There is another bank holiday weekend approaching and police in Wales and North Yorkshire are gearing up for further action to restrict movements. The Guardian has reported claims that the lockdown in the Lake District is ‘fraying at the edges’.
Lancashire Police have cancelled coronavirus fines handed to Shazia Zahieer and Tayyba Arif a week into the lockdown. They had driven to Preston Docks for exercise. They were represented by Patrick Ormerod from Bindmans. The firm is calling on Lancashire Police to review all fines issued under the emergency Coronavirus Regulations.
Police broke up a protest citing the COVID19 regulations at a direct action against HS2 in Euston, which following a similar intervention against supporters of Julian Assange protesting at Westminster Magistrates Court on 4 May does suggest any form of outdoor protest is currently impossible, even if like the HS2 protesters, social distancing and face masks are used to try to minimise health risks (and construction work is still permitted to continue). Frustratingly, the police also tried to use anti-social behaviour powers under section 50 of the Police Reform Act to demand HS2 protesters give their names and address, even though protest is clearly not anti-social behaviour.
The Prime Minister latest statement on erasing lockdown regulations seemed confused about the law his own government introduced, as the Daily Telegraph reported on their front page that Johnson is going to scrap the once-a-day limit on exercising and tell people they can take “unlimited” exercise either on their own or with members of their household”. In England, the law does not limit people to one exercise session a day outside their home (while in Wales it does) and exercise with members of the same household is already allowed too.
Cumbria Police has apologised for yet another “ill-judged” tweet that said people should not buy plants or compost. As always, there is nothing in the health regulations that prevent such activities.
The Times claims (£) that the retirement of the chief of Derbyshire police is linked to criticism over implementing coronavirus regulations after his force used drones to shame walkers and attracted controversy after officers poured black dye in a lagoon to deter visitors.
Netpol has repeatedly warned that as the lockdown begins to ease, there is a risk that public fears drive demands for the police to hunt down potentially sick people and that this may target communities seen as a “risk” because of outright xenophobia, especially against the Chinese community. The evidence for this xenophobia is, unfortunately, highlighted in new data released by police forces to Sky News, which indicates the rate of hate crimes against Chinese people between January and March was nearly three times that of the previous two years.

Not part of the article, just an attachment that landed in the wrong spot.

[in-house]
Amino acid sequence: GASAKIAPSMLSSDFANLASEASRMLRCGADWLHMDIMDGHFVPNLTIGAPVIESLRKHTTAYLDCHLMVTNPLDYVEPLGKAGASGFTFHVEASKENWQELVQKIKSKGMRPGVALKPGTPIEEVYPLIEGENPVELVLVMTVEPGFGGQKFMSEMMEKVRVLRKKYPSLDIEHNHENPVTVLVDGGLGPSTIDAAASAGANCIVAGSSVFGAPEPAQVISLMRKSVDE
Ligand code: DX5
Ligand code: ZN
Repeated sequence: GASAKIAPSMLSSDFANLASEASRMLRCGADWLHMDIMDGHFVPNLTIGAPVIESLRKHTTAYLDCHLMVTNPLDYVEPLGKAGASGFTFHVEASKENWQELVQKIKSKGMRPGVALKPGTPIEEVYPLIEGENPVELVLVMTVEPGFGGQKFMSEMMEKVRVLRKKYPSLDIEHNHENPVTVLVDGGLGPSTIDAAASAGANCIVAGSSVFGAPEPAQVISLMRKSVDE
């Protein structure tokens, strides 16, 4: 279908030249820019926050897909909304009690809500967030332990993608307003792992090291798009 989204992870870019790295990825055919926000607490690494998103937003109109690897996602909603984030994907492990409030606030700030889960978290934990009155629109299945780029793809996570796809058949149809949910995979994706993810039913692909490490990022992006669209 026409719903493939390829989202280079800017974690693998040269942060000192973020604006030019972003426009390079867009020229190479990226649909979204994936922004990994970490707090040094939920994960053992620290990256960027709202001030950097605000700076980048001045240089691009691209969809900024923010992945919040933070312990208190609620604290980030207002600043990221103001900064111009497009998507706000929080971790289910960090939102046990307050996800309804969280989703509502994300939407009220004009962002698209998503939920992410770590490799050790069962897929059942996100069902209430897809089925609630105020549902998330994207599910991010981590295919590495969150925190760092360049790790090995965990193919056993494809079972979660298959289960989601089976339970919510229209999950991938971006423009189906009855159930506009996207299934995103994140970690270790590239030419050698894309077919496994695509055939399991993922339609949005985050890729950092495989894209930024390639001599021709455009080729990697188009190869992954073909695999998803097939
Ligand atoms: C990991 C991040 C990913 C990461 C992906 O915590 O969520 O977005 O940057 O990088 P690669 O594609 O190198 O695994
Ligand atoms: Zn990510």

Matthew Ryder QC and Edward Craven from Matrix Chambers, Gayatri Sarathy of Blackstone Chambers and solicitor Ravi Naik have been instructed by Open Society Foundation to provide a detailed legal opinion on smartphone contact tracing and other data-driven proposals that are part of the Government’s response to the Covid-19 pandemic. Their opinion is available here.
Matrix has also produced a podcast that addresses the human rights implications of how governments are increasingly turning to technology.
The Open Rights Group has written to Matt Hancock and NHSX to demand immediate confirmation that they will conduct a full and adequate Data Protection Impact Assessment, consult with the ICO and publish the results.
Amnesty International UK has said that the public deserves answers and transparency over contact-tracing app privacy concerns,
Sky News has set out to explain how the NHS contact tracing app will work.
Apple and Google have announced a ban on the use of location data in mobile apps that utilize a new contact tracing system developed jointly by the two companies – one that is not the preferred option for the British government. It sees location data as central to identifying coronavirus hotspots and mapping viral transmission.
The Register argues that Britain finds itself almost alone in opting for such a centralised contact-tracing app, which it says probably won’t work well and may be illegal.
The virus is the police. Writing for Discover Society, James Trafford places the enforcement of the lockdown in the context of post-colonial policing, making a more fundamental argument – beyond the mere abuse of powers. He warns against whole-society policing that includes all kind of methods of surveillance and self-policing creating suspect communities.
In this video, Adam Elliott Cooper of The Monitoring Group outlines the key legal powers that have been handed to police under Covid-19 lockdown conditions. The video also gives advice on how to stay safe if you encounter the police while outside.